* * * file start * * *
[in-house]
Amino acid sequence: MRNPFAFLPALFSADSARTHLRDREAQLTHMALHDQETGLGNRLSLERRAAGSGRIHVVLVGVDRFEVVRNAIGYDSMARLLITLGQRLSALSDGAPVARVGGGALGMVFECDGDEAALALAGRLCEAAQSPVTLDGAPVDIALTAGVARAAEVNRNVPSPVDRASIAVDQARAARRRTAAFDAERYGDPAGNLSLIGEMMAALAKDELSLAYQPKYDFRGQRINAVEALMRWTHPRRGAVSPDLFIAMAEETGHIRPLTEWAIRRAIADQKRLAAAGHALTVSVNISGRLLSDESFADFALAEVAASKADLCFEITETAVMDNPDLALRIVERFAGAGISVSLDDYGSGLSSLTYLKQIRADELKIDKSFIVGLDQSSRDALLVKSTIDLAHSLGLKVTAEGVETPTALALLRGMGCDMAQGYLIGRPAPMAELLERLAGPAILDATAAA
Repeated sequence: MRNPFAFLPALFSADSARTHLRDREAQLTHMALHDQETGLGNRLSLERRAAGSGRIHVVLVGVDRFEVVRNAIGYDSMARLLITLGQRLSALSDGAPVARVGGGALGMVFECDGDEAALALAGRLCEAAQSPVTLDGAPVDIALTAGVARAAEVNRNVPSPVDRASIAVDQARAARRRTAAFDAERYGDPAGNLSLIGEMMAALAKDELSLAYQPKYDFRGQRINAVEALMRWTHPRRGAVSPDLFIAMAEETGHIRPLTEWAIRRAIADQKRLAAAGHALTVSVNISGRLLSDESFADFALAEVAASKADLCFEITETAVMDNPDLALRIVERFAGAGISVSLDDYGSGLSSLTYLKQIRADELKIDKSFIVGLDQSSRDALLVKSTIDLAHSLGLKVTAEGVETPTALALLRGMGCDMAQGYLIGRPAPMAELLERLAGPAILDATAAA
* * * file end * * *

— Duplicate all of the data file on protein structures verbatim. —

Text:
[in-house]
Amino acid sequence: MRNPFAFLPALFSADSARTHLRDREAQLTHMALHDQETGLGNRLSLERRAAGSGRIHVVLVGVDRFEVVRNAIGYDSMARLLITLGQRLSALSDGAPVARVGGGALGMVFECDGDEAALALAGRLCEAAQSPVTLDGAPVDIALTAGVARAAEVNRNVPSPVDRASIAVDQARAARRRTAAFDAERYGDPAGNLSLIGEMMAALAKDELSLAYQPKYDFRGQRINAVEALMRWTHPRRGAVSPDLFIAMAEETGHIRPLTEWAIRRAIADQKRLAAAGHALTVSVNISGRLLSDESFADFALAEVAASKADLCFEITETAVMDNPDLALRIVERFAGAGISVSLDDYGSGLSSLTYLKQIRADELKIDKSFIVGLDQSSRDALLVKSTIDLAHSLGLKVTAEGVETPTALALLRGMGCDMAQGYLIGRPAPMAELLERLAGPAILDATAAA
Repeated sequence: MRNPFAFLPALFSADSARTHLRDREAQLTHMALHDQETGLGNRLSLERRAAGSGRIHVVLVGVDRFEVVRNAIGYDSMARLLITLGQRLSALSDGAPVARVGGGALGMVFECDGDEAALALAGRLCEAAQSPVTLDGAPVDIALTAGVARAAEVNRNVPSPVDRASIAVDQARAARRRTAAFDAERYGDPAGNLSLIGEMMAALAKDELSLAYQPKYDFRGQRINAVEALMRWTHPRRGAVSPDLFIAMAEETGHIRPLTEWAIRRAIADQKRLAAAGHALTVSVNISGRLLSDESFADFALAEVAASKADLCFEITETAVMDNPDLALRIVERFAGAGISVSLDDYGSGLSSLTYLKQIRADELKIDKSFIVGLDQSSRDALLVKSTIDLAHSLGLKVTAEGVETPTALALLRGMGCDMAQGYLIGRPAPMAELLERLAGPAILDATAAA